• Provided herein are medical devices that comprise silicone nanoparticles (SNP) in an implant. The SNP exhibit reduced inflammatory and immunological reactions, compared to liquid silicone and silicone microparticles. More specifically, provided herein are medical devices comprising an implant, e.g. an implant suitable for insertion under a subject (e.g., a human) skin, such as for use as breast implant, or an implant for testicles, pectorals, chin, cheek, calf, or buttock. The device comprises nanosilicone disposed within the implant. The nanosilicone can have a particle size of 100 nm or less, 70 nm or less, or 50 nm or less, or about 1 to about 100 nm, about 1 to about 80 nm, or about 1 to about 60 nm. The nanoparticles can be disposed within a container, the container defining a volume. The volume can be about 0.1 mL to about 500 mL, and selected based upon the desired end use of the device. The container can be flexible and can be closed. The container can comprise an elastomeric material, such as a silicone rubber elastomer.
  • BRIEF DESCRIPTION OF THE DRAWINGS
  • FIG. 1 shows that the average particle size of prepared nanosilicone calculated from SEM observation was 20-100 nm.
  • FIG. 2 shows SMP induce production of IL6 (2A), TNF-α (2B) and IFN-γ (2C). Concentrations of IL6, TNF-α and IFN-γ in supernatants from PBMC cultured with 1, 10 & 100 μg/ml of SNP and SMP for 24 hrs were measured by ELISA. PBMC cultured in medium only served as negative control and those cultured in PHA/LPS served as positive control. Results shown are from 4 independent experiments using cells from different healthy donors without any history of using silicone devices. Concentrations are presented as mean±S.D of pg/ml. Significance is calculated with respect to negative control and between nanoslicone and microsilicone. p-value<0.05 is considered significant. The maximum stimulatory concentration of both PHA and LPS were previously determined to be 10 μg/ml and 1 μg/ml respectively. Experiments were performed at 24 hrs and 48 hrs, and since results obtained at 24 hrs showed maximum stimulatory response, this time period was selected in all other experiments.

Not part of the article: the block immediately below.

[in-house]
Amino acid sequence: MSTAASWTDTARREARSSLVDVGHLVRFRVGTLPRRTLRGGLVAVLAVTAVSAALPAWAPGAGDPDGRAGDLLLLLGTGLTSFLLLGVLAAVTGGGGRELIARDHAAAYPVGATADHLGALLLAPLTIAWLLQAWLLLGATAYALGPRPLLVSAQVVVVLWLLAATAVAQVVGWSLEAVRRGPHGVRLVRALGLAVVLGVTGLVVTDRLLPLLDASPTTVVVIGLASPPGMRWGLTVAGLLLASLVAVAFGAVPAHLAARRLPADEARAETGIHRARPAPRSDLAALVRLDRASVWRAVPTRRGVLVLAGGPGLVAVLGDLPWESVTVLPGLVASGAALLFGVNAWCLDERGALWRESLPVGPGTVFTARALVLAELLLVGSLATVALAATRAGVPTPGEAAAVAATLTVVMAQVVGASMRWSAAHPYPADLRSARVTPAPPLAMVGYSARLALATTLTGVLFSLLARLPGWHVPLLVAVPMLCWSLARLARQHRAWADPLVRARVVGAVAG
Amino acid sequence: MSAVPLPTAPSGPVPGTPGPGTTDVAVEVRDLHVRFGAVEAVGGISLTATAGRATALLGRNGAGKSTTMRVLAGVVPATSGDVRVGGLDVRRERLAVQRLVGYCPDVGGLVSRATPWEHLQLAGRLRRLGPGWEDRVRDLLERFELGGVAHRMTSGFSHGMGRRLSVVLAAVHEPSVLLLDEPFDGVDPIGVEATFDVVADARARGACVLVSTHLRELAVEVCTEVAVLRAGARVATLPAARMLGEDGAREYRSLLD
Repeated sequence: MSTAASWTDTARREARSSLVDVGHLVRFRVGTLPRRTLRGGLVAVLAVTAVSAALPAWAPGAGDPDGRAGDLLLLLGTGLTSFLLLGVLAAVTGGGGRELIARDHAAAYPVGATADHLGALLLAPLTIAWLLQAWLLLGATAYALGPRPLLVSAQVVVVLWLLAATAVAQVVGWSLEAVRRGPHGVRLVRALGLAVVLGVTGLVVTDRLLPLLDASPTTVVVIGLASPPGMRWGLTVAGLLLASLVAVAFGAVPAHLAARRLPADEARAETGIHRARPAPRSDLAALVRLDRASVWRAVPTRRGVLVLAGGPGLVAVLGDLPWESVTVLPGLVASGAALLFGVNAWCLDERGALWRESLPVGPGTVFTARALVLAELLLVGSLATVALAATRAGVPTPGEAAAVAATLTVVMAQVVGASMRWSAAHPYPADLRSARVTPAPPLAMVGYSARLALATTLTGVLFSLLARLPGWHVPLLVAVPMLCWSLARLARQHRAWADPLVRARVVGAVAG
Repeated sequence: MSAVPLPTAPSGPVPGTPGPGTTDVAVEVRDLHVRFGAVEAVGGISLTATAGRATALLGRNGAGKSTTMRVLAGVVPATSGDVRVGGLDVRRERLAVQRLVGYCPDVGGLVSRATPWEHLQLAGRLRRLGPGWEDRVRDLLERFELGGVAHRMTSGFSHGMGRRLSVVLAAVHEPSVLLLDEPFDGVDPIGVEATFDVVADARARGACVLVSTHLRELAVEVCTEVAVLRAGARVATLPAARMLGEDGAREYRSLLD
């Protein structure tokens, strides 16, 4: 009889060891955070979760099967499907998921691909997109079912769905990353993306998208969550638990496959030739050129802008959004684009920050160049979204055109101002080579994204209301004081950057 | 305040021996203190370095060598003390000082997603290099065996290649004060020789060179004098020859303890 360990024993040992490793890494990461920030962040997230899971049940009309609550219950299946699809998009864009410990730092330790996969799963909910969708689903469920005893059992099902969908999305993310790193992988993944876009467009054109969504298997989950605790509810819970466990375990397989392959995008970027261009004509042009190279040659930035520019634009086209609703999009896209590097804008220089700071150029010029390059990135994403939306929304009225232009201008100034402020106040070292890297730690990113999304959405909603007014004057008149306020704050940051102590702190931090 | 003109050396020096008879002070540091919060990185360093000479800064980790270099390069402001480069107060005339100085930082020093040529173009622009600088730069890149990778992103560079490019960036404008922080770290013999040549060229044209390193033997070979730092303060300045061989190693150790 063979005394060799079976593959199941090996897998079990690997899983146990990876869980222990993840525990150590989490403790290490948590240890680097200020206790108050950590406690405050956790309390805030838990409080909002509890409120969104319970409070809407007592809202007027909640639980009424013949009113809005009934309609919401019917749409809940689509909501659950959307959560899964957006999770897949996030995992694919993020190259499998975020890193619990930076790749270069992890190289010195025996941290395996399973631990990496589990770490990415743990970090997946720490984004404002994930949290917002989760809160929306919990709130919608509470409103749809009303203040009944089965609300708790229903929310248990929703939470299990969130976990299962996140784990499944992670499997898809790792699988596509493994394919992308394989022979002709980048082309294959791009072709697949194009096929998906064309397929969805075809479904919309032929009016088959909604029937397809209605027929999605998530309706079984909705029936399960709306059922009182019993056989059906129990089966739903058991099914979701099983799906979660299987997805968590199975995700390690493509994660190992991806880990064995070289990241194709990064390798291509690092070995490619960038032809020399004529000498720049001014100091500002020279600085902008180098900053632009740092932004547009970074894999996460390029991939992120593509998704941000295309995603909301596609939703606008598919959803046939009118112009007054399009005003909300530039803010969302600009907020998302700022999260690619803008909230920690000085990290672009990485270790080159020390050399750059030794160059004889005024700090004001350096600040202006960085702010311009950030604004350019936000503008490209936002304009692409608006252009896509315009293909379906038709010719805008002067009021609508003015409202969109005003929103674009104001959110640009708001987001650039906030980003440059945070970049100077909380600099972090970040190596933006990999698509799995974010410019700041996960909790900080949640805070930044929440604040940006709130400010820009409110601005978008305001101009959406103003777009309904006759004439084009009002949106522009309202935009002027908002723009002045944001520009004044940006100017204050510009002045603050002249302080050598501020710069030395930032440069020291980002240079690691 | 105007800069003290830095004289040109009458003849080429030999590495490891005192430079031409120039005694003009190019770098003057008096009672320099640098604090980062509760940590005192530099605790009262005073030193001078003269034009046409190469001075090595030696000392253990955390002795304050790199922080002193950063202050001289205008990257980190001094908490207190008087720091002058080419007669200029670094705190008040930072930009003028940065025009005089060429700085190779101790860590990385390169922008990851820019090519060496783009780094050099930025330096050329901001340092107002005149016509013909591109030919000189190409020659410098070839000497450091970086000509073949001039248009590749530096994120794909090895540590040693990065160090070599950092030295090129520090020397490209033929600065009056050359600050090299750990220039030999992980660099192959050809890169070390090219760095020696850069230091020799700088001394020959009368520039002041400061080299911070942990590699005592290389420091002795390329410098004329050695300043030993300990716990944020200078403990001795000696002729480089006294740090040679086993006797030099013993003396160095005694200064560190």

• FIG. 3 shows the effect of SNP and SMP on IL6 (3A), TNF-α (3B) and IFN-γ (3C) gene expression. PBMC were cultured with 1, 10 & 100 μg/ml of SNP and SMP for 24 hrs, RNA was extracted, reverse transcribed followed by quantitative real-time PCR for IL6, TNF-α and IFN-γ along with housekeeping gene GAPDH-specific primers. Data are expressed as mean±S.D of TAI values of 4 independent experiments using cells from different healthy donors without any history of using silicone devices. PBMC cultured in medium only served as negative control and those cultured in PHA/LPS served as positive control. Significance is reported with respect to negative control and between SNP and SMP. p-value<0.05 is considered significant.
  • FIG. 4 shows SMP induce intracellular expression of TNF-α (4A) and IFN-γ (4B). Cultured PBMCs were surface stained with CD3 and CD4 followed by washing with FACS buffer and permeabilization. The cells were stained with IFN-γ and TNF-α. Stained cell were acquired on flowcytometer and the percentages of intracellular IFN-γ and TNF-α-positive cells were analyzed using FlowJo software. PBMC cultured in medium only served as negative control and those cultured in PHA served as positive control. Significance is reported between SNP and SMP. p-value<0.05 is considered significant.
  • FIG. 5 shows the influence of different SNP and SMP on cellular viability. A viability assay using the tetrazolium salt XTT was performed 24 hrs days after treatment of PBMC with different concentrations of SNP and SMP.
  • FIG. 6 is a partial schematic view in cross-section illustrating a medical device or implant assembled in accordance with the teachings of the present invention and shown implanted within human tissue. The implant 20 having a container 22 and filled with nanosilicone 24 is implanted within a human breast 10 under the skin 12 and under tissue 14.
  • FIG. 7 shows the effect of SNPs and SMPs on cytotoxicity and apoptosis in human PBMCs.
  • FIG. 8 shows the response of T-cells, NK-cells, and monocytes to SNPs and SMPs.
  • FIG. 9 shows the response of unactivated and activated T-cells to SNPs and SMPs.
  • DETAILED DESCRIPTION